The Faroe Islands in 20 Inspiring Photos


Remaining one of the last wild frontiers, the Faroe Islands are largely undiscovered and untarnished by mass tourism.

Located in the North Atlantic Ocean halfway between Scotland and Norway, this volcanic eighteen island archipelago is home to some of the most incredible natural scenery I have ever seen. Lush green valleys, steep rocky coastline, countless tall waterfalls, thousands of breeding seabirds, the Faroe Islands are a rare northern paradise.  

Despite their remote location, getting to the Faroe Islands is not as difficult as you may think. Atlantic Airways provides regular flight service from northern Europe and local Faroese ferry company Smyril Line offers sailings to the islands. So you've got no reason not to go!

Here are 20 photos to inspire you to visit the Faroe Islands!


This is Funningur, a tiny village (population: 70) said to be the first place in the Faroe Islands to be reached by the Vikings.

 Faroe Islands

A view of the Faroe Islands from the sea.

 Bird watching on the Faroe Islands

One of the highlights of visiting the Faroe Islands in the summer is having the chance to see nesting puffins on the steep island cliffs. Don't forget to bring a good zoom lens!


The Faroe Islands have a very temperate climate, and therefore the landscape is lush and green. Tall waterfalls are abundant.

 Faroese waffles

Faroese waffles, or Vaflur, are a traditional snack best enjoyed with homemade jam and whipped cream!

 Faroe Islands landscape

Breathtaking, unspoiled, natural, green oasis - this is what the Faroe Islands are all about. 


I went to the Faroe Islands for the very first time and this little village remains one of my favorite places. This is Gjógv, a quaint and quiet community on the island of Eysturoy and a great starting point to go puffin spotting in the summer months. Not to be missed!

 Faroese turf roof house

In many places you'll still find houses with a turf roof, the traditional building style. 


Tórshavn is one of the world's smallest capital cities, although it's home to over a third of the whole Faroese population. The town is named after the Norse god of war, Thor, and was established here around 900 AD.

 Cliffs of Eysturoy

Rough, patterned cliffs on the island of Eysturoy - the perfect location for bird watchers to catch a glimpse of nesting puffins, diving skuas, and gliding fulmars. 


The eighteen islands of the Faroe Islands contain 1,289 kilometers of coastline and a proximity of no more than five kilometers to the ocean from any point on the islands. 

 Faroese sheep

The name of the islands comes from an Old Norse word for sheep, fær, thus translating the name as "the islands of the sheep". In the Faroe Islands, sheep outnumber people three to one so keep an eye out for them when driving.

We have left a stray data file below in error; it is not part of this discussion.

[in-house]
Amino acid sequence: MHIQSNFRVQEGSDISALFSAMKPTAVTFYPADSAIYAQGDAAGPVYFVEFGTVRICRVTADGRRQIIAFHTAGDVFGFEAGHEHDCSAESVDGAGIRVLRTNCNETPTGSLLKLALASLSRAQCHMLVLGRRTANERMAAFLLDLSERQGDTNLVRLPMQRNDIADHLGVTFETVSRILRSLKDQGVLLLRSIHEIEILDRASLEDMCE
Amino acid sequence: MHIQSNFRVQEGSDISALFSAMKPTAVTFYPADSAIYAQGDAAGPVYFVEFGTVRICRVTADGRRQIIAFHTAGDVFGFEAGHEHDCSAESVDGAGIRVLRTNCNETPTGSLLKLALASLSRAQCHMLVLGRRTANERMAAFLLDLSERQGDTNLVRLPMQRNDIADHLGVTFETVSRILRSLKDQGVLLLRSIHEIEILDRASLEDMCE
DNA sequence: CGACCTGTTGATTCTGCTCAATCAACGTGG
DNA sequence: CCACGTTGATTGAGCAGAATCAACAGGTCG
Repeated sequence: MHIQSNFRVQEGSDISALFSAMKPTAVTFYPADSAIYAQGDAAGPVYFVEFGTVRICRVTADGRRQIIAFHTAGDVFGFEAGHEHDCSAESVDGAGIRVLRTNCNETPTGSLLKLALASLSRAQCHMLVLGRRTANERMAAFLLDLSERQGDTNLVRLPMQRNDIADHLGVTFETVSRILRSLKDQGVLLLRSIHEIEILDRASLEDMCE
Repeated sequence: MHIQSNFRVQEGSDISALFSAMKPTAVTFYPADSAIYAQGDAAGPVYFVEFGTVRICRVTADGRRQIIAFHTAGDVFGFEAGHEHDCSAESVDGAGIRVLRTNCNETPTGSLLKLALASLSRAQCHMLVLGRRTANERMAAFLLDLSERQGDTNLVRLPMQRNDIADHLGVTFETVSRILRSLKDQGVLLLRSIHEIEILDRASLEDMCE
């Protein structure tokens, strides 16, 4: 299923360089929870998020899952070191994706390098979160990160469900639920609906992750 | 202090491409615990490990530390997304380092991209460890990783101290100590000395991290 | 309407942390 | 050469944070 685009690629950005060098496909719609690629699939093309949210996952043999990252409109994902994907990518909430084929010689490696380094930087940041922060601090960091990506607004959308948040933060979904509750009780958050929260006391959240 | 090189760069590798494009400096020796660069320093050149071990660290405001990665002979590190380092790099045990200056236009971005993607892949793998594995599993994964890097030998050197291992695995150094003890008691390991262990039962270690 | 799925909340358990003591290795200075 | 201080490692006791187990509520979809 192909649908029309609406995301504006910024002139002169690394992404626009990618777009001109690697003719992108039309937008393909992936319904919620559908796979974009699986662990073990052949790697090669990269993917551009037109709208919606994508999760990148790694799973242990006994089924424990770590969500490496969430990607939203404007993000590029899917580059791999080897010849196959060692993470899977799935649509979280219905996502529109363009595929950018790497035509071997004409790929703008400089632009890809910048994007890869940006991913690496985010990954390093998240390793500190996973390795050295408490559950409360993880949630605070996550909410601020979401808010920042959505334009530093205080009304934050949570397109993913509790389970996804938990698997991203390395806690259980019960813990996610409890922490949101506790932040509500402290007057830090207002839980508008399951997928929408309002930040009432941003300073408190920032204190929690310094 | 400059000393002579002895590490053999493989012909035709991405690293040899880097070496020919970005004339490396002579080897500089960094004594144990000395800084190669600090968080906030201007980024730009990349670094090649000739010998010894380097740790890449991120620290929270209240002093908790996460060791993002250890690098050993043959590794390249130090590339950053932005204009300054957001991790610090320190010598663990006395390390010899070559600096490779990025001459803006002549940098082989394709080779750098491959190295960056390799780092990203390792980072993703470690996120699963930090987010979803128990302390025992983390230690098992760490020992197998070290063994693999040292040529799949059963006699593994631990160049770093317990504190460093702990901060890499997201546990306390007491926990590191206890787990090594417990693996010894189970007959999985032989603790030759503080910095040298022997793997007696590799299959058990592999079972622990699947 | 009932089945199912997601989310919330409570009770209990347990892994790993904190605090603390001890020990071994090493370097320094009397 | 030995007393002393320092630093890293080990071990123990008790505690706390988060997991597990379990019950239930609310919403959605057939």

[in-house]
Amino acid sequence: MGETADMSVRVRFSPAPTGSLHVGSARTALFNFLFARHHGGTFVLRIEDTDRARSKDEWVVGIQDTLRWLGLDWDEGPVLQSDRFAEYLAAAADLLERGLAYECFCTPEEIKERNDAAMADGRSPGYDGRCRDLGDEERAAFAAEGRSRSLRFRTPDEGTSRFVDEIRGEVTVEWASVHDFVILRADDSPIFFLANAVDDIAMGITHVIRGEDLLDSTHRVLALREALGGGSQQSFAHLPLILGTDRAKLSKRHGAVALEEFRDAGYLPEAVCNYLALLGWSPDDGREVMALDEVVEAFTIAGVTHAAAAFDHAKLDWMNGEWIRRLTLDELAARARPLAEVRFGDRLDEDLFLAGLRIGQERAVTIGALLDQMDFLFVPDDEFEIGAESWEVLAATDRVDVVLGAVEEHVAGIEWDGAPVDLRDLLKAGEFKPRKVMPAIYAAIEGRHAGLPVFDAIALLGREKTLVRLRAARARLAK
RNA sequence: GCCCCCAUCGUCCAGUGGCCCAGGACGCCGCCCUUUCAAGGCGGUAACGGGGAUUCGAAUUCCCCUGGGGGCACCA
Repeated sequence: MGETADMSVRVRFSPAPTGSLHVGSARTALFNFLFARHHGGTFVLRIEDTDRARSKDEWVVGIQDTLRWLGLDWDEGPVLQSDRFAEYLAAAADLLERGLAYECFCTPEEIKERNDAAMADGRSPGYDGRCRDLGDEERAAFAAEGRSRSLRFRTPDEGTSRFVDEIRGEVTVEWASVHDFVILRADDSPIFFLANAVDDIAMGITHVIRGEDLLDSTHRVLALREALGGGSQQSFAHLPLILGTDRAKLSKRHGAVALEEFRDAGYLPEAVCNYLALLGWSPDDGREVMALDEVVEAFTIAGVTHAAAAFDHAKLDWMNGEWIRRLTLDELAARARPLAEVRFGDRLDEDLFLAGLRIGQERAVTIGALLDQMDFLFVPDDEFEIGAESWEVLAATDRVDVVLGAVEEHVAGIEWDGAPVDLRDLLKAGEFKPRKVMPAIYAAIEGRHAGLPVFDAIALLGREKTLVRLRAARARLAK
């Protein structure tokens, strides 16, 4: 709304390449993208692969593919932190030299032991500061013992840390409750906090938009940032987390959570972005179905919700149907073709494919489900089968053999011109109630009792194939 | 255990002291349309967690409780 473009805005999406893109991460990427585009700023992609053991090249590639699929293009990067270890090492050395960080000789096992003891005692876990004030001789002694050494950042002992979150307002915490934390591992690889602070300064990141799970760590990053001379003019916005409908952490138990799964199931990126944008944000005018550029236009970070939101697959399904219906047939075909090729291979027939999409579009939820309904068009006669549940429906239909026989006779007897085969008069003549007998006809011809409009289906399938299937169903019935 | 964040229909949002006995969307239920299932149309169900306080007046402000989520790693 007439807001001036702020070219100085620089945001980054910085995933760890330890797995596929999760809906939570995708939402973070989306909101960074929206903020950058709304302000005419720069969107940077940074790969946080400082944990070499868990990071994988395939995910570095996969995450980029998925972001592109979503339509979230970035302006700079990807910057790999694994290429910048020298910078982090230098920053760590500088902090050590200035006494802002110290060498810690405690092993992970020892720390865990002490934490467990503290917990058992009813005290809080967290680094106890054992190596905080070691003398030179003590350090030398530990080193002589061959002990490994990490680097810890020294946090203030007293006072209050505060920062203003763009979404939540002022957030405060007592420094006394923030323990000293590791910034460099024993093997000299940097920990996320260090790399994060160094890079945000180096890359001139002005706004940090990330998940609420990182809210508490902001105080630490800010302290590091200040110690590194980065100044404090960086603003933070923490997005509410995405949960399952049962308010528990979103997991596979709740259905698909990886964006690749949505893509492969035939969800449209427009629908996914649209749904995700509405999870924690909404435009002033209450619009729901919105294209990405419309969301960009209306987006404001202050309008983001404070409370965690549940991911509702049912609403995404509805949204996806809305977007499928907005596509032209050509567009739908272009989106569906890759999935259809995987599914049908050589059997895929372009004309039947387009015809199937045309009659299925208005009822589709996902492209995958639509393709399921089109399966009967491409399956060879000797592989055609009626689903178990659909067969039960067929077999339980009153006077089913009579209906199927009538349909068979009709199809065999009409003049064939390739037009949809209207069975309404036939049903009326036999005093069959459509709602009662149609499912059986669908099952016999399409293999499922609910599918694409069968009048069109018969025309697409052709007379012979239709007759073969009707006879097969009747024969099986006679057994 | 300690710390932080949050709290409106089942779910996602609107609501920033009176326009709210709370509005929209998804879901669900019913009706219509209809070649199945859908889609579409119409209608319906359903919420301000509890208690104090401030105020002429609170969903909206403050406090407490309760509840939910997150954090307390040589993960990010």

Faroe Islands landscape

The NY Times calls the Faroe Islands "a sort of spectacular Nordic version of Hawaii", and with these landscapes it's easy to see the similarities with the tropical islands. Jurassic Park, anyone?

 Brightly colored houses on Streymoy

Brightly colored Nordic houses line the coastline on the island of Streymoy.

 Faroe Islands landscape

Fast-moving clouds roll over the earthy landscape to reveal a mountainous valley on the island of Streymoy. The weather is constantly changing here so pack lots of layers, even in the summer. 


Can you spot the puffins?  I had the chance to see these comical birds nesting on the cliffs near the village of Gjógv. They come to the Faroe Islands to breed for a few weeks in the summer months before returning out to sea, where they spend the majority of their lives. 

 The Giant and the Witch

Just off the coast of the island of Eysturoy, are two rock columns rising out of the ocean. These rocks are named "Risin og Kellingin" or "The Giant and the Witch", and there is an old Faroese legend surrounding them that goes a little something like this:

Once upon a time, a huge witch and giant were sent to the Faroe Islands from Iceland to bring the islands back with them. One night, they tried to pull the islands, but realized that the Faroes were much heavier than they had originally anticipated. They were both so focused on their efforts that they lost track of time, and immediately turned to stone as the sun rose the next morning, remaining here as stone stacks ever since. 

 Funningur and Kalsoy

A view of the village Funningur and the island Kalsoy in the distance. 


Waterfalls splash down from the tops of mountains on all eighteen islands.

 Faroe Islands viewpoint


Like it? Pin it!

 Remaining one of the last wild frontiers, the Faroe Islands are largely undiscovered and untarnished by mass tourism. Here are 20 photos to inspire you to visit the Faroe Islands!